Timothy Keller: The Early Christian ‘Social Project’

In November we looked at two new books by scholar Larry Hurtado, Destroyer of the gods: Early Christian Distinctiveness in the Roman World (Baylor University Press, 2016) and Why on Earth Did Anyone Become a Christian in the First Three Centuries? (Marquette University Press, 2016). These volumes explain that the early Christians were persecuted more than any other religious group in the first three centuries because they refused to honor other gods or worship the emperor and therefore they were seen as too exclusive, too narrow, and a threat to the social order.

Hurtado asks the obvious question that a historian should ask. Why, if Christians were seen as so narrow and offensive and were excluded from circles of influence and business and often put to death — why did anyone become a Christian? One of the main reasons was that the Christian church was what Hurtado calls a unique “social project.”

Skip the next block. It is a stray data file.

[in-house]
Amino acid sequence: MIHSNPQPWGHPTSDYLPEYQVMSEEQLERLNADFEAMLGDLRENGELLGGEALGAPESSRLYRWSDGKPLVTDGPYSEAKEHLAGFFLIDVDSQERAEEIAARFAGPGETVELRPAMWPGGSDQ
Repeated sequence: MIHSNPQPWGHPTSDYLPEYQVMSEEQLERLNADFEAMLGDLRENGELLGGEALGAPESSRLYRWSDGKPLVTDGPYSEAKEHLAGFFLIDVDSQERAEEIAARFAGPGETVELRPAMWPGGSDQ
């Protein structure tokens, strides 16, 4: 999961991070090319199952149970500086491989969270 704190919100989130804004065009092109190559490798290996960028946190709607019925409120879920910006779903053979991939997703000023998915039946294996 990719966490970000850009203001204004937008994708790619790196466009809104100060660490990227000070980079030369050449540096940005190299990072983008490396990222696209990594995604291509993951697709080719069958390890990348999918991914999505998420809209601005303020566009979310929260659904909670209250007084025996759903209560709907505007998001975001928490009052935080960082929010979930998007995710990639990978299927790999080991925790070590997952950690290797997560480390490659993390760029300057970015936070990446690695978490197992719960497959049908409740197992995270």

They were a contrast community, a counter-culture that was both offensive and yet attractive to many. We mentioned this briefly in November, but here we will spell out what made the Christian community so different.

Hurtado points out that the basis for this unusual social project was the unique, new religious identity that Christians had. Before Christianity, there was no distinct “religious identity” because one’s religion was simply an aspect of one’s ethnic or national identity. If you were from this city, or from this tribe, or from this nation, you worshipped the gods of that city, tribe, or people. Your religion was basically assigned to you.

Christianity brought into human thought for the first time the concept that you chose your religion regardless of your race and class. Also, Christian-ity radically asserted that your faith in Christ became your new, deepest identity, while at the same time not effacing or wiping out your race, class, and gender. Instead, your relationship to Christ demoted them to second place. That meant that, to the shock of Roman society, all Christians, whether slave, free, or high born, or whatever their race and nationality, were now equal in Christ (Galatians 3:26-29). This was a radical challenge to the entrenched social structure and divisions of Roman society, and from it flowed several unique features….

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